Monday, 27 September 2010

Mandy Hand-me downs

Disgusted I am at news over the weekend that Lord Mandelson is receiving pay from the EU for doing absolutely nothing. Two years after leaving the post as a commissioner, Mandy is among 17 former commissioners still receiving half of their former salaries. Not only that but it's £8,600 a month!
I mean really, how many other people leave a job and are still getting paid for NOT doing it two years later? It's not like Mandy's been hard up, on the dole, trying to get by from week to week. Even on this half salary he could pay the dole to around 15 people who really did need the support.
It sickens me that at the same time, I am fighting tooth and nail to make sure the EU doesn't pull the plug on funds to Wales which have been in place for years now and are responsible for thousands of jobs, because if the money suddenly disappears God knows what will be flushed down the sink and in what state Wales would be left.
This week a delegation from Welsh Local Government Authority are over in Brussels lobbying for protection of Regional Development monies after 2013 in East Wales and Barroso himself is coming over on Thursday to discuss Structural Funds (and enjoy the golf no doubt). While I am fighting to make sure men and woman struggling in Wales stay in employment, and demanding the UK taxpayer sees some return on the amount of money poured into this undemocratic organisation, it is galling to see the likes of Mandy still receiving 8 grand a week for having sold our country to Brussels.
I suppose his autobiography couldn't have sold that many copies afterall, because surely no one would suggest he was THAT greedy???

Tuesday, 21 September 2010

Frankenfish and Farce

I've read today that apparently a new breed of GM salmon could soon be winging its way to Europe and could well be on a table near you very soon. The genetically altered specimen grows twice as fast as a normal fish and has been approved by American authorities as safe for human consumption. We already face encroaching widespread fish farming as Brussels' Common Fisheries Policy drains our oceans of stock, but the thought of genetically modified farmed fish makes my skin crawl.
GM crops are one thing, but man made fish is surely taking the laws of nature and totally ripping up the rule book. European legislation suggests each member state is able to decide how much they wish to use genetic modification, but does put a ban on cloning. However with the amount of meat and fish brought in from third countries via trade deals, and repackaged and sold in supermarkets, it is likely at some point the Frankenfish will descend on Europe. Chilling.

Meanwhile whilst we are facing cuts a plenty here in the UK, Baroness Ashton has the cheek to demand an eight per cent budget increase for her new EU External Action Service (read here "EU Foreign Affairs".) Not only is there surely no room to maneouvre for a so called external service when foreign affairs is supposed to remain a sovereign dependency, but whilst the rest of Europe scrimps and saves post recession, the good Baroness has thrown frugality out of the window.

I received a big cheer from the hemicycle today after once again pointing out to the wasteful Commission that few MEPs can see the worth in travelling all the way to Strasbourg once a month (or even twice, as it has been this month) to hold debates which could more easily and cheaply be conducted in Brussels. Why we transport thousands of staff with a cargo of trunks packed with documents across the continent to a rather grandiose building used but 12 times a year, all funded by the taxpayer, I surely don't know. It is an absolute farce and should really rile the hardworking citizens of Europe who are seeing public services cut, taxes raised, prices shoot up all under the watchful eye of the supposedly austere European Commission.

It's more a case of "do as I say" not "do as I do" and quite frankly it has to stop. This issue unites MEPs from all countries and parties, other than a handful of French whose country no doubt benefits from the monthly circus coming to town. I thought the Gallic trend was currently to evict workshy, tax-feeding foreigners? Perhaps not!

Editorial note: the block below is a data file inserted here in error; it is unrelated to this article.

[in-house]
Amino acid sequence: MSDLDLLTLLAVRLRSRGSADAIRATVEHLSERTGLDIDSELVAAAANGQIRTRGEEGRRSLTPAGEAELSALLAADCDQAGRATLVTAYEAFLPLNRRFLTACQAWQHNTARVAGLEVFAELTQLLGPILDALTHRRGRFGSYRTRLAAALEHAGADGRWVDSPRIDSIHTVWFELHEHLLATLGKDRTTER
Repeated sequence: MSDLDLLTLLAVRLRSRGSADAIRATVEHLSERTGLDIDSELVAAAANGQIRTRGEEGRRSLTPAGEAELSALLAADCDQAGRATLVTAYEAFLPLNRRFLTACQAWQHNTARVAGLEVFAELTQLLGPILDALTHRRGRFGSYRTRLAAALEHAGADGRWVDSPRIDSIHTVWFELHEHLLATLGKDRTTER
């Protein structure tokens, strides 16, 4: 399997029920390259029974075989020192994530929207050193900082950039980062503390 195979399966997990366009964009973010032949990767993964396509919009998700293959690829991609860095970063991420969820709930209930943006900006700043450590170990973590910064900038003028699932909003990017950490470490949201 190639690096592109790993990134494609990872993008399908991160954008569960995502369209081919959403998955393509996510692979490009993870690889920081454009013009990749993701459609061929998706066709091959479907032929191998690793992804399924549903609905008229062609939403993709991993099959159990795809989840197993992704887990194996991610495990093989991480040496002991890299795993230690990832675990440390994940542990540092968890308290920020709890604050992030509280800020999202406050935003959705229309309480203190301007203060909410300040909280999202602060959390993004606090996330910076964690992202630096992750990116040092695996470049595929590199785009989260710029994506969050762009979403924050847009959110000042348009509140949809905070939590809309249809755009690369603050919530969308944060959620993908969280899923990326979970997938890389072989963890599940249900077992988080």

Publish Post

Thursday, 16 September 2010

I am, and I'm not.

Ok, ok, forgive us our sins oh mighty BBC!
To err is human, and being able to laugh at ourselves, well, that's something essential if you are to stay sane in the world of politics. There's always a scrum of journalists waiting for the smallest slip up.
My ever industrious press officer issued a statement on my behalf yesterday and missed the vital word "not"in the opening sentence. That is, she failed to put the not in "I am NOT standing in the leadership contest."
Yet the rest of the statement was typed to perfection and one would think the sentences that followed explaining my decision not to stand would have elucidated the fact that the exclusion of a negative in the opening sentence was a typo. It's surely happened to us all hasn't it? And the poor girl is suffering rather grizzly sounding aberrations of the cornea at the moment, leaving her somewhat partially sighted and struggling at the mercy of a computer screen.
To clarify the matter she quickly hurried out an amendment. By that time however the blogpost was almost at fruition, and it would be a shame to let a good joke go.
Thankfully we both find it funny.
But just to clarify
I am NOT standing.
Got it Betsan?

Betsan Powys Blog:
"Another race, another set of bookies' odds - this time the UKIP leadership, which John Bufton MEP is 5-1 on to take. But he's not standing. Or is he?
He's just released a statement in which "the MEP for Wales believes he must clarify that he is taking part in the leadership contest".
That's clear then. He is.
"While I am of course flattered to hear that I have received backing to be UKIP's next leader I must reiterate that I will not at this time be nominating myself as a candidate for the role".
So he's not?
As I type, the statement has just been re-sent: "Statement from John Bufton MEP on UKIP Leadership contest (with slight amendment)".
The "slight" amendment? "Not". Got it?

Friday, 10 September 2010

Last Post

For years now people have been campaigning about the closures of local post offices. But rarely in the protests have you heard criticism of the EU.

Yes, successive Governments have stripped support away from the psot office. They've failed to help Royal Mail modernise as more and more licensing applications are done online, benefits paid directly into the bank account and so forth. The post office needed revolutionising and it just didn't happen.

But the real threat to the Royal Mail was the EU Postal Services Directive, which ordered under competition law for the delivery of mail to be privatised. Without this, the Post Office was left with no choice but to rely on taxpayer's money to stay open, money which over the years has been withdrawn.